Employees of Farris Truck Stop and Big Rigs Family Restaurant share thoughts ahead of May 2 closing

An employee of Big Rigs Family Restaurant serves a customer.

May 2 will mark the end of an era for Farris Truck Stop in Faucett, Missouri, and it will be a day filled with bittersweet emotions.

After that, Farris will become a Pilot Flying J and current owner Mike Farris will hand over the keys to the establishment.

Amber Cox, an employee at Farris Truck Stop for the past five years, has known the business to be a safe haven throughout her young life.

“To me, it’s always been my special place. It’s always been my home. When I didn’t have nothing else, I had Farris,” Cox said.

She said Mike Farris is the best boss she has ever worked for and added that being employed at the family-owned business has changed her whole life.

Truck drivers from all over frequent the establishment. Regular customers who stop by just to say hello and to catch up share commonalities with those who work there. Workers learned the names of all of them and know exactly what they need when they come in.

“Everybody here is family,” said Tina Masterson, an employee of seven years at Farris Truck Stop. “If we don’t see somebody, we’re wondering where they’re at. We’re calling and checking on them. We see the same people every day. Every trucker, we just know them all by name. We all joke around. It’s just family.”

The property houses both the convenience store and Big Rigs Restaurant, which is attached to the truck stop. The owners of Big Rigs, Patrick and Rachel Kelley, said it’s upsetting that the restaurant won’t be able to stay once the new owner takes over in a couple of weeks. They said the plan is for them to rebuild and open Big Rigs again at a different location while bringing the same crew they have now along for the journey.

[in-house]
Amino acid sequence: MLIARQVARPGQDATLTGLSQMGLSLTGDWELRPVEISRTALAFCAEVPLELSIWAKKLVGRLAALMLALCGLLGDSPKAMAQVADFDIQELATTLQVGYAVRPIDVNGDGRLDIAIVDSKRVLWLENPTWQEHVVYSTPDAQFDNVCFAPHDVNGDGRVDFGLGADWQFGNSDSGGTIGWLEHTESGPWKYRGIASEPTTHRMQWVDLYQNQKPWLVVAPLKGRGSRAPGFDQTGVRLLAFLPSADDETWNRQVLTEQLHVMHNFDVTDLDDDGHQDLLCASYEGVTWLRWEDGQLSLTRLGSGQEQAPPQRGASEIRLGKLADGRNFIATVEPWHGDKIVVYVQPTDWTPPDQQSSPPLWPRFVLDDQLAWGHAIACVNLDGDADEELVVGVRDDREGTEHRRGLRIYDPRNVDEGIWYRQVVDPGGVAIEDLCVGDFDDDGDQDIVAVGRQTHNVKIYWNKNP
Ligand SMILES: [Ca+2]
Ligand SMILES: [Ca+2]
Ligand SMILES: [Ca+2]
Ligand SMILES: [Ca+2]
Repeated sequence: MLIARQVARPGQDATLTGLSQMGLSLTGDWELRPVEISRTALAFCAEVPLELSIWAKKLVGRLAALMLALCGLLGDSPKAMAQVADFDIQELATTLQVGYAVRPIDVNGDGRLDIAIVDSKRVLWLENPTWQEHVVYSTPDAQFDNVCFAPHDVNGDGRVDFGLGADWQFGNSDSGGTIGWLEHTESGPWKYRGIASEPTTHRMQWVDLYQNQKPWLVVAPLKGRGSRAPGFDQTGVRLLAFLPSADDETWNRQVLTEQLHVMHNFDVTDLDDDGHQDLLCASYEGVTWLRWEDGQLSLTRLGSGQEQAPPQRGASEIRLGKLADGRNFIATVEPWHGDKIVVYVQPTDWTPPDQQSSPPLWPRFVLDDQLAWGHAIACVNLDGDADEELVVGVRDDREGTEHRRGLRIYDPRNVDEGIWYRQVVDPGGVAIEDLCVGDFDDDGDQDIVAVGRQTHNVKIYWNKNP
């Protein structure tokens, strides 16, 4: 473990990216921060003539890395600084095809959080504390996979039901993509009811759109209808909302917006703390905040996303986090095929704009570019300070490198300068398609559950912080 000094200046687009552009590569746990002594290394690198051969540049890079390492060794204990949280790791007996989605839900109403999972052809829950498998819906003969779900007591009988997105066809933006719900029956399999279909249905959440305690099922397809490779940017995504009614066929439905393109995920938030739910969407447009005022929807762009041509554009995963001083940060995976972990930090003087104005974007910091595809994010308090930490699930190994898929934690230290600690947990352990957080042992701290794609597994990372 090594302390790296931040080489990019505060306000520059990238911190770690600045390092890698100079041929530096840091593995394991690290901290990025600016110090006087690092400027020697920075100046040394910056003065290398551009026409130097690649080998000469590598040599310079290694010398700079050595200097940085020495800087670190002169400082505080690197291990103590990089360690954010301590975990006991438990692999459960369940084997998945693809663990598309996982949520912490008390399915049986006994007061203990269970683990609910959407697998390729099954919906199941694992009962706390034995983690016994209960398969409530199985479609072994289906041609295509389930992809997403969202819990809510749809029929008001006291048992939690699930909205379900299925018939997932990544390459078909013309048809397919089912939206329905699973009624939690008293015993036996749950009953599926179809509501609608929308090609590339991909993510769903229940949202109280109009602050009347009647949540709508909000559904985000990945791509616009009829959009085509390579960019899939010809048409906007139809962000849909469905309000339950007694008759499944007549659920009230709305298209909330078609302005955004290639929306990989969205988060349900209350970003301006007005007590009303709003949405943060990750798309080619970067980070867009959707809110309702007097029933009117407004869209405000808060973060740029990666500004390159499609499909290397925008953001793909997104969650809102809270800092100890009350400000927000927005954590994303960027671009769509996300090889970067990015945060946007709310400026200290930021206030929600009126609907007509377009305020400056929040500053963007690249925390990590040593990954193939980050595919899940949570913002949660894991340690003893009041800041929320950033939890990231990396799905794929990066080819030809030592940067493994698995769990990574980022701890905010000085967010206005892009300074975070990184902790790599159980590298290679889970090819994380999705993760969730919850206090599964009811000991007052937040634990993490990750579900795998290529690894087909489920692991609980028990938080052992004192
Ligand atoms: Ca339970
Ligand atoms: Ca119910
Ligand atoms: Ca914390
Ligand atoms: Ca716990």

“I have a good crew that’s been with me for eight years. We all plan on sticking together and opening back up,” Rachel Kelley said.

The restaurant section of the truck stop will still remain, just not as Big Rigs.

“They told us we have this date approximate to be done and that was it, but that’s business,” Patrick Kelley said. “The home-cooked food, that’s hard to find any more for some of the truckers up and down the highway. They’re all already expressing their concerns for losing that.”

The biggest question mark is whether the truck stop sign, with the business name painted prominently on the side of a semi-truck raised up on a high stand just off of Interstate 29, will remain. Masterson said she understands the plan is for it to stay.

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Jacob Meikel can be reached at jacob.meikel@newspressnow.com.

Follow him on Twitter @NPNowMeikel.

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